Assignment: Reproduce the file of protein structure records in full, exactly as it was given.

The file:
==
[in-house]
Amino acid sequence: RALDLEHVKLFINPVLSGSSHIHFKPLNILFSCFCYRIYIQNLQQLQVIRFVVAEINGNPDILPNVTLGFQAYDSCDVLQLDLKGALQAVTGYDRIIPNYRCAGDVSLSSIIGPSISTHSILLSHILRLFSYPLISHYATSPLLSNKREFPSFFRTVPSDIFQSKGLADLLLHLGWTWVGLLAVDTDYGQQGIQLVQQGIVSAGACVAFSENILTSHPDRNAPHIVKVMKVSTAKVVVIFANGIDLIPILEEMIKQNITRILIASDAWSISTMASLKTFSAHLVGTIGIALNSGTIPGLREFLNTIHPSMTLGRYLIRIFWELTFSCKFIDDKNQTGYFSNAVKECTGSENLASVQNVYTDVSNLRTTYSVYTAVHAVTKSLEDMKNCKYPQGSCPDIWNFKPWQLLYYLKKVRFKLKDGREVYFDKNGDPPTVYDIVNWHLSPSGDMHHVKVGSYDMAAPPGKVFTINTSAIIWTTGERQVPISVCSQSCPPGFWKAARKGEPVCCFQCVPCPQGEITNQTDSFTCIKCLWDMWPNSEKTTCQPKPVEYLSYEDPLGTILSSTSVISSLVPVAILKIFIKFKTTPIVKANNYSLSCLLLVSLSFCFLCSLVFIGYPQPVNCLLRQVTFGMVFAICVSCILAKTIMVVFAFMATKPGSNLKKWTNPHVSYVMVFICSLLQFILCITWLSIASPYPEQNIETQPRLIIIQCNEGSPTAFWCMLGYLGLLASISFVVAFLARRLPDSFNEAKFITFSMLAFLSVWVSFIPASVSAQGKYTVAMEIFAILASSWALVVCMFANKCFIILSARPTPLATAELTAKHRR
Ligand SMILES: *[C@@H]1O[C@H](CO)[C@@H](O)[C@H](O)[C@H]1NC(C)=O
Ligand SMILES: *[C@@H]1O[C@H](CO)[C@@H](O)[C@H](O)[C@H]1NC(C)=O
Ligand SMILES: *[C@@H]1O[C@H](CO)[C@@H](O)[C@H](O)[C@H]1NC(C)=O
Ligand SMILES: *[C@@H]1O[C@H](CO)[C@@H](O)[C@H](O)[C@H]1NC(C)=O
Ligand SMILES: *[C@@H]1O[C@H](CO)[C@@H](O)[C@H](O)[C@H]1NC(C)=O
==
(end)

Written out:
[in-house]
Amino acid sequence: RALDLEHVKLFINPVLSGSSHIHFKPLNILFSCFCYRIYIQNLQQLQVIRFVVAEINGNPDILPNVTLGFQAYDSCDVLQLDLKGALQAVTGYDRIIPNYRCAGDVSLSSIIGPSISTHSILLSHILRLFSYPLISHYATSPLLSNKREFPSFFRTVPSDIFQSKGLADLLLHLGWTWVGLLAVDTDYGQQGIQLVQQGIVSAGACVAFSENILTSHPDRNAPHIVKVMKVSTAKVVVIFANGIDLIPILEEMIKQNITRILIASDAWSISTMASLKTFSAHLVGTIGIALNSGTIPGLREFLNTIHPSMTLGRYLIRIFWELTFSCKFIDDKNQTGYFSNAVKECTGSENLASVQNVYTDVSNLRTTYSVYTAVHAVTKSLEDMKNCKYPQGSCPDIWNFKPWQLLYYLKKVRFKLKDGREVYFDKNGDPPTVYDIVNWHLSPSGDMHHVKVGSYDMAAPPGKVFTINTSAIIWTTGERQVPISVCSQSCPPGFWKAARKGEPVCCFQCVPCPQGEITNQTDSFTCIKCLWDMWPNSEKTTCQPKPVEYLSYEDPLGTILSSTSVISSLVPVAILKIFIKFKTTPIVKANNYSLSCLLLVSLSFCFLCSLVFIGYPQPVNCLLRQVTFGMVFAICVSCILAKTIMVVFAFMATKPGSNLKKWTNPHVSYVMVFICSLLQFILCITWLSIASPYPEQNIETQPRLIIIQCNEGSPTAFWCMLGYLGLLASISFVVAFLARRLPDSFNEAKFITFSMLAFLSVWVSFIPASVSAQGKYTVAMEIFAILASSWALVVCMFANKCFIILSARPTPLATAELTAKHRR
Ligand SMILES: *[C@@H]1O[C@H](CO)[C@@H](O)[C@H](O)[C@H]1NC(C)=O
Ligand SMILES: *[C@@H]1O[C@H](CO)[C@@H](O)[C@H](O)[C@H]1NC(C)=O
Ligand SMILES: *[C@@H]1O[C@H](CO)[C@@H](O)[C@H](O)[C@H]1NC(C)=O
Ligand SMILES: *[C@@H]1O[C@H](CO)[C@@H](O)[C@H](O)[C@H]1NC(C)=O
Ligand SMILES: *[C@@H]1O[C@H](CO)[C@@H](O)[C@H](O)[C@H]1NC(C)=O